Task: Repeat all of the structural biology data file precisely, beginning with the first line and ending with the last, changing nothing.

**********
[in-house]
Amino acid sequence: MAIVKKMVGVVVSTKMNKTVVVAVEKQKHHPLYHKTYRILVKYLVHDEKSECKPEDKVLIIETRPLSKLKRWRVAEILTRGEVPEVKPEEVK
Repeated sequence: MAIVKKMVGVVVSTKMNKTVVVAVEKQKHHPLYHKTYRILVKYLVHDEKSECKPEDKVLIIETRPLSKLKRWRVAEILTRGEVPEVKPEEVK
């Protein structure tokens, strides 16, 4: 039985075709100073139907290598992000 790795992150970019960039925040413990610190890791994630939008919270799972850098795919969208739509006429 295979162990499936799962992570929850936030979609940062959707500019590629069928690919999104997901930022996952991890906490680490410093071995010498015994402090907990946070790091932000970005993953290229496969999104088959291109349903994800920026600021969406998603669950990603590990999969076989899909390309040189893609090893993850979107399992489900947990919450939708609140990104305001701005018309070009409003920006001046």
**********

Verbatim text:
[in-house]
Amino acid sequence: MAIVKKMVGVVVSTKMNKTVVVAVEKQKHHPLYHKTYRILVKYLVHDEKSECKPEDKVLIIETRPLSKLKRWRVAEILTRGEVPEVKPEEVK
Repeated sequence: MAIVKKMVGVVVSTKMNKTVVVAVEKQKHHPLYHKTYRILVKYLVHDEKSECKPEDKVLIIETRPLSKLKRWRVAEILTRGEVPEVKPEEVK
């Protein structure tokens, strides 16, 4: 039985075709100073139907290598992000 790795992150970019960039925040413990610190890791994630939008919270799972850098795919969208739509006429 295979162990499936799962992570929850936030979609940062959707500019590629069928690919999104997901930022996952991890906490680490410093071995010498015994402090907990946070790091932000970005993953290229496969999104088959291109349903994800920026600021969406998603669950990603590990999969076989899909390309040189893609090893993850979107399992489900947990919450939708609140990104305001701005018309070009409003920006001046």